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It's hard to imagine 45 years, hence that one of the things that was so controversial about Ornette Coleman's emergence was that he gave up on employing a pianist. The sax/trumpet/bass/drum quartet has become commonplace in the modern jazz world since that time (Other Dimensions in Music and Masada leap to mind as two of today's standard bearers), and the lineup freed of the tonal anchors of the piano has become central to the growth of the free improvisation language.
Most jazz groups rely on a strong rhythm section, but the pianoless quartet needs a strong simpatico in the front line as well. Trumpeter Raphe Malik shared such a relationship with the late saxophonist Glenn Spearman, who died from cancer in 1998 at the age of 51. This remarkable set was recorded at the Vision Festival five months before his death, with William Parker on bass and Paul Murphy behind the drums.
It's surprising that Companions hasn't come out sooner, if not immediately after the set then at least sooner in the wake of his death, with the inevitable post-mortem interest in his playing. The four tracks here (all composed by the leader) are, in short, as good as it gets. Spearman's solos are energetic and propelling. Parker rumbles, keeping a locomotive bottom and is matched well by Murphy.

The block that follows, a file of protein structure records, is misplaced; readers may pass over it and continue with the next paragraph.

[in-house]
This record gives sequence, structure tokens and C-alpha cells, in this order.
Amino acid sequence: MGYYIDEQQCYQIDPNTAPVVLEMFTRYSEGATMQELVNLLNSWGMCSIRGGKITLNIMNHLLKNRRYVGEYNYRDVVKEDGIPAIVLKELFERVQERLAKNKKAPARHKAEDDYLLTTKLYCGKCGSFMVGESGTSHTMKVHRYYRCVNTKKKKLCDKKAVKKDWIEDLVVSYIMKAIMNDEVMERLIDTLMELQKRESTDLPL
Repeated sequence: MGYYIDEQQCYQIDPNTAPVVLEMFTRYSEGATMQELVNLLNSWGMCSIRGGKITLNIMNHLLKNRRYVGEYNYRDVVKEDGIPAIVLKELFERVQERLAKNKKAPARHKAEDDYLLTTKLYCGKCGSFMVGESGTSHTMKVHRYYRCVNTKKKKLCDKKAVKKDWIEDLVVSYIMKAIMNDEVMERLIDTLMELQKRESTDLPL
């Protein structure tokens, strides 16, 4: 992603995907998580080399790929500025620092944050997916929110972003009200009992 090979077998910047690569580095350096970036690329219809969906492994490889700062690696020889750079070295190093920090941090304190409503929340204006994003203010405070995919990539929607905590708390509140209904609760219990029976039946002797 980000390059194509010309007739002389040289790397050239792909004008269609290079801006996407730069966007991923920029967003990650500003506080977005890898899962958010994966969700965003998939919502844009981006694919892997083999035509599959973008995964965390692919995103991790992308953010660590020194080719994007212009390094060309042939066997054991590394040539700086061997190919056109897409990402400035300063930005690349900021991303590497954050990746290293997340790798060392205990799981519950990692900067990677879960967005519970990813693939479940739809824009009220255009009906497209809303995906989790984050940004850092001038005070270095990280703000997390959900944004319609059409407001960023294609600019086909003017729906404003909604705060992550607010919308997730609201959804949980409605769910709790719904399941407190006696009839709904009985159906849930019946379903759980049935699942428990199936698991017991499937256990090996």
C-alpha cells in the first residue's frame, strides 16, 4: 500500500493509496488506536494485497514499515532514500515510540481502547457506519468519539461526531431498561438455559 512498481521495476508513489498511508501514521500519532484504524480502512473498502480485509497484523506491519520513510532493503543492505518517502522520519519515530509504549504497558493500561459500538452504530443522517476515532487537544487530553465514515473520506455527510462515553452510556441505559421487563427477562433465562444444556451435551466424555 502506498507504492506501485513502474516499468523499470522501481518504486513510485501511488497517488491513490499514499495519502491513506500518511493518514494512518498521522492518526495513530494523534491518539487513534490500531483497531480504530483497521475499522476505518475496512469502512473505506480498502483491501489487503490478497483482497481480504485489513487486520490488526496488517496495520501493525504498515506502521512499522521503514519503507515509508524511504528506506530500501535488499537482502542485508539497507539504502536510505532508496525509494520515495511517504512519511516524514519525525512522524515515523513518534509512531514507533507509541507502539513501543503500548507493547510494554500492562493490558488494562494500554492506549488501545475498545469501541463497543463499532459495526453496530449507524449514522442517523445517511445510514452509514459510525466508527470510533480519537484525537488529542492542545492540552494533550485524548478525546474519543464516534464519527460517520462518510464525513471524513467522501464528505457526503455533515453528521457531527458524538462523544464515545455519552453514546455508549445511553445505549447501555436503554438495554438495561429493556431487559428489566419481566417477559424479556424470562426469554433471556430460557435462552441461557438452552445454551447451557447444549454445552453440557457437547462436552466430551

But the real star here is the leader. Malik's playing is crystalline and uplifting. For 40 minutes, they create a celebration, a fast-pitched rollick of uplifting music. That Spearman was in his final days doesn't weigh the set down. This is life lived fast and pure.
I love jazz because anything is possible; it has few rules and the best jazz breaks those ones. I prefer free improv because it doesn't really have any rules at all.
I was first exposed to jazz in my teens (in the late sixties).
The first jazz record I bought was Filles de Kilimanjaro by Miles Davis, shortly followed by Extrapolation by John McLaughlin.
My advice to new listeners is to listen as widely as possible and not to make snap judgments--stick with it.